Like the temperatures across the nation, prices at some hospitals have surged this month. And the culprit, say those responsible for the unprecedented midyear rate hikes, is the Balanced Budget Act of 1997.
In fact, some profitable hospitals appear to be using the law's Medicare spending limits as a justification for raising prices.
Eighty-five bed Campbell County Memorial Hospital in Gillette, Wyo., is raising its rates by 4.5% this month and putting a chunk of the blame on Medicare payment limits in the budget law. The same hospital enjoyed a multimillion-dollar profit this past year. But Campbell County is not alone in pointing to Medicare shortfalls to justify steep rate hikes. A growing chorus of other hospitals are heralding increases.
When the 1997 act was enacted, the Congressional Budget Office estimated the law would reduce hospital payments by $115 billion over five years. Since then, the American Hospital Association has released a report projecting that the law will reduce payments by an additional $71 billion.
Administrators at Campbell County Memorial could not quantify the budget-law-related impact on the facility, except to say that they expected a 5% decrease in overall Medicare reimbursements.
"We've been trying to cut expenses and stuff to keep the bottom line somewhere in the plus side," said Chief Executive Officer Dave Crow.
That plus side is a healthy $6.1 million profit on $31.6 million in revenues during the 11 months ended May 30. That's a 19.3% profit margin, or nearly three times the aggregate 6.6% margin that hospitals nationally enjoyed in 1997, according to the latest figures available from the AHA.
"This year, with the Balanced Budget Act and the way things are looking with Medicare, we're going to get a half-percent increase in our price structure," Crow said. "We've taken a large hit with home health during the last couple of years, so we had to offset those types of losses with increased prices."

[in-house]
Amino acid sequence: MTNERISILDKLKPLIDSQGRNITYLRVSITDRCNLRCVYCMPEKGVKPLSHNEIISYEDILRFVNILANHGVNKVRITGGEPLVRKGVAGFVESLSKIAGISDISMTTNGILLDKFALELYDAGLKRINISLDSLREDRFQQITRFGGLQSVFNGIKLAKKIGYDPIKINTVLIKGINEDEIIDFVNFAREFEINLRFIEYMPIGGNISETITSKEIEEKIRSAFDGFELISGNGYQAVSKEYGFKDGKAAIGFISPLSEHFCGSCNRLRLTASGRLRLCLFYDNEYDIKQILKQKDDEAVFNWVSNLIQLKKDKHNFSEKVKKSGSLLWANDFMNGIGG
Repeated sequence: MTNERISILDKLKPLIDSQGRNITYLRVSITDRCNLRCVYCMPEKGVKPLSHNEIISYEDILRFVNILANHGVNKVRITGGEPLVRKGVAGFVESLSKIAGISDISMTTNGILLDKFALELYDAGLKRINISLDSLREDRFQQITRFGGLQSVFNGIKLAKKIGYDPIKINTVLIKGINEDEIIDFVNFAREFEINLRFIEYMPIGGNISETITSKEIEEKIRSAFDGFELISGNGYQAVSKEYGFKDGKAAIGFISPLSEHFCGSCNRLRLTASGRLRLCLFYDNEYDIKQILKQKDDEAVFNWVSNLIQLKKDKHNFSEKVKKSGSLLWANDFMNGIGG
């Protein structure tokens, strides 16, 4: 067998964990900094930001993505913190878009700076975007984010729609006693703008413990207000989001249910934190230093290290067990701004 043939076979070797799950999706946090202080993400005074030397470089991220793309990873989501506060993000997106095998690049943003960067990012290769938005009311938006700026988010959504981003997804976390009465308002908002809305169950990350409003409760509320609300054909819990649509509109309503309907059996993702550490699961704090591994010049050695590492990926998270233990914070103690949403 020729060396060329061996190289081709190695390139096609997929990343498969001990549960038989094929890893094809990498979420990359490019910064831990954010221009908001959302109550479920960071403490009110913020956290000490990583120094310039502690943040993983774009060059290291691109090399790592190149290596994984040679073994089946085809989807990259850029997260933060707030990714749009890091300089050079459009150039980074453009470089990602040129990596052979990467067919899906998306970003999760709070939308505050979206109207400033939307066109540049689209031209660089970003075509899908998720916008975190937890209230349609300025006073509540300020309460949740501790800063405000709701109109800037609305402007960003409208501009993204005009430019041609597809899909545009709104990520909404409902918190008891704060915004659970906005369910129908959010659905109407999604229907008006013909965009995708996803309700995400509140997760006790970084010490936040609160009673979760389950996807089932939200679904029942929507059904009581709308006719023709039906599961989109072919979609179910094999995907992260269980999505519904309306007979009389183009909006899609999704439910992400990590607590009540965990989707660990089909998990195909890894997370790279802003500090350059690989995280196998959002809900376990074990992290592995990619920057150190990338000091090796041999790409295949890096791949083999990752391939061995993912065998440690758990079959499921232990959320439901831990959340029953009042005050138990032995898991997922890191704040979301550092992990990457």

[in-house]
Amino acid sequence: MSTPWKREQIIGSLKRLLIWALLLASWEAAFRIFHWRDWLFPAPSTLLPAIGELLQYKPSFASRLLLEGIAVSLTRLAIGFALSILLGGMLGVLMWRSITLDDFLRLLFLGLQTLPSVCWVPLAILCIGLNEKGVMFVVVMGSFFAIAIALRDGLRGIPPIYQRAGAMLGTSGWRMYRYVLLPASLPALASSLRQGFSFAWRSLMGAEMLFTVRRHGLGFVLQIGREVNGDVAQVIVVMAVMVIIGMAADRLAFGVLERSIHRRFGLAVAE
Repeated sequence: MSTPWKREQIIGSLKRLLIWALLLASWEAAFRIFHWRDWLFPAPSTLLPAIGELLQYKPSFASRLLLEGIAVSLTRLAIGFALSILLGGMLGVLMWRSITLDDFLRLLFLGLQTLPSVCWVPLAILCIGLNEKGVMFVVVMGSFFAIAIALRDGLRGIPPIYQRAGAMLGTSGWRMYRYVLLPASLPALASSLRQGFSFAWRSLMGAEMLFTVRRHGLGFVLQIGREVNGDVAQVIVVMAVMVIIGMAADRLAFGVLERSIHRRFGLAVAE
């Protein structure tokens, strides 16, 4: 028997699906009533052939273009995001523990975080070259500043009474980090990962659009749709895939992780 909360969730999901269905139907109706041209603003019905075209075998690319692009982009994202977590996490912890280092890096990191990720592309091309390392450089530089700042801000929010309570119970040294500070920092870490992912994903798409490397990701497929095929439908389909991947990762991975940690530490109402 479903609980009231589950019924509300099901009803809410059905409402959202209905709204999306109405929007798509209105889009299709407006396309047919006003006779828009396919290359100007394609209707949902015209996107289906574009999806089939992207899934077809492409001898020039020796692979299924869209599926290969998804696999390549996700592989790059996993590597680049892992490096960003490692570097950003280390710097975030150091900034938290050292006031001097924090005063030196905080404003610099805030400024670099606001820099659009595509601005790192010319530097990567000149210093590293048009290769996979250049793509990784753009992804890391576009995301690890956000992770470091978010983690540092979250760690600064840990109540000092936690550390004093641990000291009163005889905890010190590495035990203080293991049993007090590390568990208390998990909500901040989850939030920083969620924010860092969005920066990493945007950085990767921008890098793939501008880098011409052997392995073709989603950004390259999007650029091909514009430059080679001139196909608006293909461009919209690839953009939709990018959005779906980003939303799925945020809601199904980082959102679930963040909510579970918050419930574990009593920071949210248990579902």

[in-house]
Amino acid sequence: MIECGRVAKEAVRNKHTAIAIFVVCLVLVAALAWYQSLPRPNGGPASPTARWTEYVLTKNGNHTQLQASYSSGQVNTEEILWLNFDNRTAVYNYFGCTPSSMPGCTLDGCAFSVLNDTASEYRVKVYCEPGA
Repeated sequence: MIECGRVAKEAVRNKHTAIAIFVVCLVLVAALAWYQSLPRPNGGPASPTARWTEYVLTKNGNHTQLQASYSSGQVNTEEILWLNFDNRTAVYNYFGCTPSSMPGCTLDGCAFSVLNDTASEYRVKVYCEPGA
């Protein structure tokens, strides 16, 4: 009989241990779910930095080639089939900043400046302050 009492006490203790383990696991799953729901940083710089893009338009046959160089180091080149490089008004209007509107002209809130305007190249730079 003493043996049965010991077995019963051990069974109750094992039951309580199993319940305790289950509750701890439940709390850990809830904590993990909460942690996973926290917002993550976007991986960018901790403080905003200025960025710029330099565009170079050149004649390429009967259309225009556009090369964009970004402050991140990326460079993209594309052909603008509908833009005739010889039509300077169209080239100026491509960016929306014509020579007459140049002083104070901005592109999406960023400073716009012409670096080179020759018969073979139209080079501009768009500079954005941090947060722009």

Another profitable provider using the budget law as rationale for a price hike is 485-bed University of Wisconsin Hospital and Clinics, which last week announced a 9.1% increase in its patient charges, the largest price hike since 1996, when the Madison hospital became independent from the state.
"This certainly is in many ways a direct response to a couple of things; one is the reduction in payments that we're receiving from Medicare as part of the Balanced Budget Act," said Linda Brei, director of public affairs for the hospital.
The hospital had an estimated $10.8 million in net income on $348.3 million in net patient revenues for its 1998-1999 budget year, according to hospital figures.
But Brei said the issue is broader than one of profit or loss. She said the hospital has already lost $4 million in reimbursements because of the federal budget law and stands to lose another $4 million over the next two years.
Gundersen Lutheran Medical Center, in La Crosse, Wis., also is planning its first midyear rate increase, to offset federal and state reimbursement pressures. The not-for-profit system will raise its rates 7% Aug. 1, following a 6.9% increase announced last December, according to a news release that cites the 1997 budget law as a big challenge.
During calendar 1998, the 286-bed hospital posted net income of $330,489 on net patient revenues of $138.3 million, according to Wisconsin's Department of Health and Family Services.
Despite its modest profitability, the system has experienced slipping operating margins attributable to the budget law, said Philip Dahlberg, M.D., president of Gundersen Lutheran. System analysts estimated its budget-law-linked losses to be $20 million over five years.
Nationally, the average hospital price per discharge, adjusted for case mix, rose 2% between 1996 and 1997, and it went up 1.3% between 1995 and 1996, said William Cleverley, president of the Center for Healthcare Industry Performance Studies, in Columbus, Ohio.
This so-called sticker-price indicator is likely to rise more this year, possibly by 3.5% or 4%, in part because of the 1997 federal budget law, he predicted.
Hospitals have to look at their underlying cost structures to figure out how to make ends meet, and they must keep their profits up to attract favorable bond ratings, said Carmela Coyle, the AHA's senior vice president of policy and deputy director of government and public affairs.
The AHA is lobbying for a variety of bills now pending in Congress that seek to redress payment cuts in the budget law (See story, p. 8). The AHA and other national hospital lobbies have blamed the budget law for service and personnel reductions at hospitals across the country.
As for the price hikes, Coyle said, "It's not a surprising reaction to the fact that the Medicare program is no longer covering the cost of treating Medicare patients. That government funding has to be made up somewhere."
Congress' Medicare Payment Advisory Commission estimated that Medicare inpatient profit margins reached 16.1% in 1997 and that the all-Medicare margin was 3.6%. From 1998 to 2002, Medicare margins will range between 1.2% and 3.1%, according to a May 17 memo from MedPAC to Capitol Hill staff.